I don’t play for kids. I play for weddings and receptions, and most of the people are Hispanic, as you learned from my books.
My Never on Sunday I play to make it sound as much like the balalaika as possible…no glisses. I have the vinyl of the sound track.
Sylvia, I think that would be a great interpretation of “Never On Sunday.” But I also would think that there are kids at the weddings and receptions you play for, too. There always are at the ones we do here, all ages of people. That’s one thing that is so great about a family event such as a wedding; all generations come together to celebrate! By the way, I am thoroughly enjoying reading your wedding books, one story at a time so I can savor them! Anyone who plays for weddings should read your books.
I hope this did not get too far off the original thread–I apologize if it did!
All the best,
I thought it would be fun to revive this old thread–any more suggestions of show-off pieces? One advantage of being retired is having much more time to really practice and learn new repertoire. After Christmas, I decided to relearn “La Source” by Hasselmans. What a project, to really learn this delightful piece and memorize it. There are some 70 pedal changes in the ten pages, with 17 of them on Page 6 alone! I memorized it quickly so that I could play it perfectly on the piano, but the pedal changes would “sneak up on me” when I played it on the harp. But now it is firmly back in my performing repertoire, to the delight of all my friends!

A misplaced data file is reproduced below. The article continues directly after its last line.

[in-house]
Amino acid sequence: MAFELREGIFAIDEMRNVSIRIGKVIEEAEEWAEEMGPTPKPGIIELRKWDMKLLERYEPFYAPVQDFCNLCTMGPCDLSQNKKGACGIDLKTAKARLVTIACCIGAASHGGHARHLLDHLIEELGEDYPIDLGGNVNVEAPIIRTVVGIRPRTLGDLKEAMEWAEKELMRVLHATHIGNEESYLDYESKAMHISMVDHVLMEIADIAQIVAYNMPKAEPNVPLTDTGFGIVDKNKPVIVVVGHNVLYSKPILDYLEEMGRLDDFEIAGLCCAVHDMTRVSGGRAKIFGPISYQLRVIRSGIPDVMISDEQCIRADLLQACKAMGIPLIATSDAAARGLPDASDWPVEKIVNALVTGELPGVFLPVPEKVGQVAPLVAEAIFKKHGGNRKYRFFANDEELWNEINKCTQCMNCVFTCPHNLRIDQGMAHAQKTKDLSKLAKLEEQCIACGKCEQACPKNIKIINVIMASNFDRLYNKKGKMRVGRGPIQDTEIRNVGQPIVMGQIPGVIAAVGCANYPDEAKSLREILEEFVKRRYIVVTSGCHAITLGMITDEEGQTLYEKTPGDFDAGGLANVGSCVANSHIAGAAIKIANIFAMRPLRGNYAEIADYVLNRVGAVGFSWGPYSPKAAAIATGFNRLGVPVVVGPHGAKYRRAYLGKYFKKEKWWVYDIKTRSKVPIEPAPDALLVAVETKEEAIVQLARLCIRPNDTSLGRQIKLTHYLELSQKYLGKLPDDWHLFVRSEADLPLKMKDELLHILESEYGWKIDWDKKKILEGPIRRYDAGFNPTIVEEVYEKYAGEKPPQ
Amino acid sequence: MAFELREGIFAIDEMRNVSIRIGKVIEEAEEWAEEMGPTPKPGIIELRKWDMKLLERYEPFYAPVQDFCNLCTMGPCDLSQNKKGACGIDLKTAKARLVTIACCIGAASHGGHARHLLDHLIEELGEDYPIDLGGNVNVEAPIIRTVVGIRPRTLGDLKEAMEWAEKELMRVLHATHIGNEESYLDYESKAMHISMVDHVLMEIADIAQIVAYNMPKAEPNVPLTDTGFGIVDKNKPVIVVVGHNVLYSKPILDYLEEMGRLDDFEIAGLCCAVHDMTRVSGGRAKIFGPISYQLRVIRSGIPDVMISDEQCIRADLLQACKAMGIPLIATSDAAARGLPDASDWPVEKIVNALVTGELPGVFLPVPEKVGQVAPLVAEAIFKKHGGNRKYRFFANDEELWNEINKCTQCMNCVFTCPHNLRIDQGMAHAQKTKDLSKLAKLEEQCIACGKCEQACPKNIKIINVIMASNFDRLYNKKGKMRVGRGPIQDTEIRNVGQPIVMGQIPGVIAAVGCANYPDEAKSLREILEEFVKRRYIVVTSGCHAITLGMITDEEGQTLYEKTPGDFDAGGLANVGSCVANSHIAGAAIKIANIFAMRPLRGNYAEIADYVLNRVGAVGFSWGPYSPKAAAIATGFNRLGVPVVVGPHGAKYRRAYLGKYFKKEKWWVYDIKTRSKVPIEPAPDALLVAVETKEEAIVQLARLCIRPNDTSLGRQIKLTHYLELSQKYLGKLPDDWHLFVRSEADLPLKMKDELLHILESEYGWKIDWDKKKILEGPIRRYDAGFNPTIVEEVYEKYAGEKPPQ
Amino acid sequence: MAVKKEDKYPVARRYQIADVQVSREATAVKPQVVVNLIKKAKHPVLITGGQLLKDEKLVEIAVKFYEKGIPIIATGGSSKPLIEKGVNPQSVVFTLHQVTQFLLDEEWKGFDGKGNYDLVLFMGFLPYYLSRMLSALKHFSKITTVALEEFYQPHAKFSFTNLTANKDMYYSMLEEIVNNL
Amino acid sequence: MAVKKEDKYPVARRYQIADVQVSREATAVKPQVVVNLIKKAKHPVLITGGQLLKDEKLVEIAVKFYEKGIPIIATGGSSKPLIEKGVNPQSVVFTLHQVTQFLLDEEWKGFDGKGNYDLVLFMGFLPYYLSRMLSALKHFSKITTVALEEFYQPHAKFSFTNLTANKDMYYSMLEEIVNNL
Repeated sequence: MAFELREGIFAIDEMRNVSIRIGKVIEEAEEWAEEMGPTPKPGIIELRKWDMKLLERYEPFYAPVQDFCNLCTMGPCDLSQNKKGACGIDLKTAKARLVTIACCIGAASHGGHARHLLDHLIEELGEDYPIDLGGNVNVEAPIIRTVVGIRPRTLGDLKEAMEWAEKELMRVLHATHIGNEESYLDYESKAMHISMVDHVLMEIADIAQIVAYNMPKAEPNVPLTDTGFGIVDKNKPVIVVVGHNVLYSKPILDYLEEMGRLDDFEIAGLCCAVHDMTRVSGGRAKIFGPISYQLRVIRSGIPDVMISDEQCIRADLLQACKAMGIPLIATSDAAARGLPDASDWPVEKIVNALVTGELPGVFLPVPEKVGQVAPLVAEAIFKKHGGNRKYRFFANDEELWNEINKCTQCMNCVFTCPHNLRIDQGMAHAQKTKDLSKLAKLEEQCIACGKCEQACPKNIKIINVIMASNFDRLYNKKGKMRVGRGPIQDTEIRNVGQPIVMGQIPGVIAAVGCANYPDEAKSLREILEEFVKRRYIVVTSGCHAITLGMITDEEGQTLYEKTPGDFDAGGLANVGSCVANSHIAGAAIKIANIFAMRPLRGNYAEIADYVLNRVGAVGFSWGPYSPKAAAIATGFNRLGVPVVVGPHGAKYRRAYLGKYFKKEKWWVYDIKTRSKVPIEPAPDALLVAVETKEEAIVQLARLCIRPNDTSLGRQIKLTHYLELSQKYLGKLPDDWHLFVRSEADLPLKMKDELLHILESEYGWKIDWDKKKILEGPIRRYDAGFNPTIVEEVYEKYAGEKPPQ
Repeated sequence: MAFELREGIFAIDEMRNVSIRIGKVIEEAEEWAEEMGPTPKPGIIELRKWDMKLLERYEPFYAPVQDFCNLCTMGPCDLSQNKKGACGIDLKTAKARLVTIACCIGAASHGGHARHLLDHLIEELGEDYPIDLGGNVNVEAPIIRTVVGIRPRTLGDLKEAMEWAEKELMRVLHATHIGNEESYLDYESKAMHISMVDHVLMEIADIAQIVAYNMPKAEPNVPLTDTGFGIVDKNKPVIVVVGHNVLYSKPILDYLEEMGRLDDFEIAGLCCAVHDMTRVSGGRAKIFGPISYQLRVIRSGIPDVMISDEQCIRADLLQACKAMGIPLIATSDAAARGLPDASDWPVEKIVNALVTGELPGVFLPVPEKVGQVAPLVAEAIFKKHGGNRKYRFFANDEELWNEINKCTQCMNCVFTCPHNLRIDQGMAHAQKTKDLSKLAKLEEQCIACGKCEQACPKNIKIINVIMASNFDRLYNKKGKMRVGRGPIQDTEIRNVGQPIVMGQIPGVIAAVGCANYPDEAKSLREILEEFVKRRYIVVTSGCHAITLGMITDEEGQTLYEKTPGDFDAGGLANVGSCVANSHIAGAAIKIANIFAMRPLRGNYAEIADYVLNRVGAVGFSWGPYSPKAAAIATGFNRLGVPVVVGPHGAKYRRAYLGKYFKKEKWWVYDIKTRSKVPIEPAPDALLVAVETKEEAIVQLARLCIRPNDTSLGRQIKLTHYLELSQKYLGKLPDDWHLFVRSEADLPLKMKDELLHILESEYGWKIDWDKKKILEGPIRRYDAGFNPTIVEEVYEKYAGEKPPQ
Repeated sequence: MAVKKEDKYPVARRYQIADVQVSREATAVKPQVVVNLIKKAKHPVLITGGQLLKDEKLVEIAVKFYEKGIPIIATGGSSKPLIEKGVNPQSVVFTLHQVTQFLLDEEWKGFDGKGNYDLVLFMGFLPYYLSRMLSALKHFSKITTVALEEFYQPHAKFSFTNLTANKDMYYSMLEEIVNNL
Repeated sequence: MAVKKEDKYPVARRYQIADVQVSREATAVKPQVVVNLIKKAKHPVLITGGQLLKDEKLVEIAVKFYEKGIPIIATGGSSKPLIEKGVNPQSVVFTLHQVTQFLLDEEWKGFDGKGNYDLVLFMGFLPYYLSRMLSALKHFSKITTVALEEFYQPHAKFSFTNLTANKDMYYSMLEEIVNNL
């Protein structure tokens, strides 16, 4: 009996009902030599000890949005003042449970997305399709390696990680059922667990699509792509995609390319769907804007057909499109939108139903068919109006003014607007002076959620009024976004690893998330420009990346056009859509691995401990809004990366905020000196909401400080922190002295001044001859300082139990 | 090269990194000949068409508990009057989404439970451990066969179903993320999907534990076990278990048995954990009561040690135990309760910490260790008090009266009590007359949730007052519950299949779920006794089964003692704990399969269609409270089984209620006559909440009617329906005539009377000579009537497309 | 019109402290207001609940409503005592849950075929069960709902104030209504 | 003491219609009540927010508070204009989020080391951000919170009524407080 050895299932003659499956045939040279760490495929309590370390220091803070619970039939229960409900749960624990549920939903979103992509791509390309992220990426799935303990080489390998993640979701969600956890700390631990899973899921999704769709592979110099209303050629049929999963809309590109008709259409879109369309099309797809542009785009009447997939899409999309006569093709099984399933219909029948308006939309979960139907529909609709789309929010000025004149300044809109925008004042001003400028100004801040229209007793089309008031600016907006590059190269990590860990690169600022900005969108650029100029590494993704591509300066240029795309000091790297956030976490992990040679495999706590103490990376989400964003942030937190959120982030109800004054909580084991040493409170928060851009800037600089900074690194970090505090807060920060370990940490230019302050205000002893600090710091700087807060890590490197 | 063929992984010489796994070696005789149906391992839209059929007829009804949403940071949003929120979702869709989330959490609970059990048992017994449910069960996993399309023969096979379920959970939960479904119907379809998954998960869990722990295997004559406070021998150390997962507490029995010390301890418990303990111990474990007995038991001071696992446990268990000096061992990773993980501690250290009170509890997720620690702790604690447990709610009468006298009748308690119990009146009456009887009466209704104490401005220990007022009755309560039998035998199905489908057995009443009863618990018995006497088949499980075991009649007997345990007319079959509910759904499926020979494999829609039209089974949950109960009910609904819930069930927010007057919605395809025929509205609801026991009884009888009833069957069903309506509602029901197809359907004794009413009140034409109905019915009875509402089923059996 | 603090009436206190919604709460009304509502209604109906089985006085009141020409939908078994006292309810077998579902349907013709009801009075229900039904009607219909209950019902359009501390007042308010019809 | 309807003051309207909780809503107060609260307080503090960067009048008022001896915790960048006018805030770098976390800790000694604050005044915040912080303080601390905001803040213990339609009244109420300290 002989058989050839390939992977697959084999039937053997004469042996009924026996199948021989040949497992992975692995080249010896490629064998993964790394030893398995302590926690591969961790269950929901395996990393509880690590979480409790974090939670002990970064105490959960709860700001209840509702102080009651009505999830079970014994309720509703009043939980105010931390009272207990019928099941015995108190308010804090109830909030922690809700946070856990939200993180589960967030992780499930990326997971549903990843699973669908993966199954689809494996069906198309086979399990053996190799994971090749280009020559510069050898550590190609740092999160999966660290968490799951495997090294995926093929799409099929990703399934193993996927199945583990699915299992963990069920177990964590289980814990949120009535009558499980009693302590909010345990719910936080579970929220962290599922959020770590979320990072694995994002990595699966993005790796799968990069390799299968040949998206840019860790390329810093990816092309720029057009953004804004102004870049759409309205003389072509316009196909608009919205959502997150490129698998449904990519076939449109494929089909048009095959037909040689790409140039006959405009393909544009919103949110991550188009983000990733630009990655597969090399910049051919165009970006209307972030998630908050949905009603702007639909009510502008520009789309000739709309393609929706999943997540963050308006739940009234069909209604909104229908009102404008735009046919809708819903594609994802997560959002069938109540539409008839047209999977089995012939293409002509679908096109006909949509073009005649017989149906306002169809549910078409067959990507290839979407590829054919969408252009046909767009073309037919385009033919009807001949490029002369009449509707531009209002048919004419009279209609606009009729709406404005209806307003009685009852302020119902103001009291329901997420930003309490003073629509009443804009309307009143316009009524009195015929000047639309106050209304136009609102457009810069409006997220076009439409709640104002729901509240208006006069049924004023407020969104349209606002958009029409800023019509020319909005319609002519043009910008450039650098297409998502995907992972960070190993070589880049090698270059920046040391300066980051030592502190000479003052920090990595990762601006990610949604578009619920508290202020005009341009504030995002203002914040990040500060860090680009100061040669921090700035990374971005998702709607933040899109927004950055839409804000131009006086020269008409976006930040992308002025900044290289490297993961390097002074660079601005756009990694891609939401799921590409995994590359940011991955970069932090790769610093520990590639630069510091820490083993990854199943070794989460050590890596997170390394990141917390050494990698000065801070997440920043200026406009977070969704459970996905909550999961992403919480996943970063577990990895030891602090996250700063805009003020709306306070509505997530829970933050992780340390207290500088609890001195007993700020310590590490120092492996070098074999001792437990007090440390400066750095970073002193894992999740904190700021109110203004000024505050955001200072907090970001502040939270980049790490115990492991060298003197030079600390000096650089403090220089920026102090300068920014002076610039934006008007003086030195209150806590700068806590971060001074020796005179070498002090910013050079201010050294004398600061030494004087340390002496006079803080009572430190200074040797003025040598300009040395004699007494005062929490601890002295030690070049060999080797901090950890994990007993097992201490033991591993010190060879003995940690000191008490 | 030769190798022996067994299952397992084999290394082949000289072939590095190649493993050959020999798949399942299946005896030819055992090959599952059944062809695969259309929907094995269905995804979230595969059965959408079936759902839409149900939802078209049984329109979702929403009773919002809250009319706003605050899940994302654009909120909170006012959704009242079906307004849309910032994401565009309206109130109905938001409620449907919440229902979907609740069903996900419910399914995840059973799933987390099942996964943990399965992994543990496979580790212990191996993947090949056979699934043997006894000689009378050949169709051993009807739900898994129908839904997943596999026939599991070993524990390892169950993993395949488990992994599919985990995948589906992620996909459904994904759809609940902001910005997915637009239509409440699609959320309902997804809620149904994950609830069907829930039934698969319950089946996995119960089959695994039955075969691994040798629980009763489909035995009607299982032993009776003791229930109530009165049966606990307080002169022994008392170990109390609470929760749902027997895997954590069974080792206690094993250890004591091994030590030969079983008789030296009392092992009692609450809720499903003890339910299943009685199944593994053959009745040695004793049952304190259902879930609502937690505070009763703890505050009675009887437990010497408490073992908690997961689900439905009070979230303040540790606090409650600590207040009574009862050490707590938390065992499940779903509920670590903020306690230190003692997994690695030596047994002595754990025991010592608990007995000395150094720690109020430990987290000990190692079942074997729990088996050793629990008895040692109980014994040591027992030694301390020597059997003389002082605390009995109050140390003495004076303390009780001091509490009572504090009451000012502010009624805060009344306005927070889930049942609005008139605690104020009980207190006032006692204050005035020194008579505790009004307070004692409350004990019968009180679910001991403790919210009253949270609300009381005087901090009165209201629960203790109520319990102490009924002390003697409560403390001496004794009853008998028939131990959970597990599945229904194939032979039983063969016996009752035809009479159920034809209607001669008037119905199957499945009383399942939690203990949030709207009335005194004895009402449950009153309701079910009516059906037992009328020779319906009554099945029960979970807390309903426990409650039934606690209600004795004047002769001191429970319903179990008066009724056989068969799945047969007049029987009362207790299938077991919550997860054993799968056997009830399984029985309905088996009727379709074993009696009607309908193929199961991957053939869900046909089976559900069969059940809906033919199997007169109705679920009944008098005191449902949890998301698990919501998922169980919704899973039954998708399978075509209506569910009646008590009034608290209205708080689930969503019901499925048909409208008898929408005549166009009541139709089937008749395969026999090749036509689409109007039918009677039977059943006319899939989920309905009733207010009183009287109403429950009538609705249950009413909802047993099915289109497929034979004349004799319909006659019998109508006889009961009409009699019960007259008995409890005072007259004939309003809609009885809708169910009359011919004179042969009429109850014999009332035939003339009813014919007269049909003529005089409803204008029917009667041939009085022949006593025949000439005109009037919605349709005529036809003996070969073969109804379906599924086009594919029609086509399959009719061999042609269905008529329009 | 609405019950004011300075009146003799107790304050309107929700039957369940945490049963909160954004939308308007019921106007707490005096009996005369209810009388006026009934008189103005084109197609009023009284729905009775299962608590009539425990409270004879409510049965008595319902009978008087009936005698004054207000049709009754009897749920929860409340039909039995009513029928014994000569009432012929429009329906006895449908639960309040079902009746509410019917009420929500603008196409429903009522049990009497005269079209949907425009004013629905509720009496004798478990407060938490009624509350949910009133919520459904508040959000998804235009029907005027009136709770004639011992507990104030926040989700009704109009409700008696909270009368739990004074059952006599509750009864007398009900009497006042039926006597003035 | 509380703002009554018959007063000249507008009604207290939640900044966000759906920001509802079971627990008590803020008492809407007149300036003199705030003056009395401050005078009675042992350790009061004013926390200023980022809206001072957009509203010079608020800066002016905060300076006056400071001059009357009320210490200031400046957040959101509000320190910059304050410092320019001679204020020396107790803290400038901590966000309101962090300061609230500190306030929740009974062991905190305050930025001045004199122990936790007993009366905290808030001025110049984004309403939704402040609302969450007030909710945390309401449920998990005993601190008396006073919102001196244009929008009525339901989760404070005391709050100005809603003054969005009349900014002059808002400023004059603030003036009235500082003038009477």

Hope all of you are enjoying this beautiful Sring! Best thoughts and harp hugs.
Albeniz’s Sonate en re is a delightful short encore piece. A great show-off piece is Spohr’s Fantaisie, but you need really strong technique. Another good one is the Fantasy on Themes from the opera Eugene Onegin by E. Walter-Kuhne. The final movement of Mozetich’s Songs of Nymphs is lovely, and very showy.
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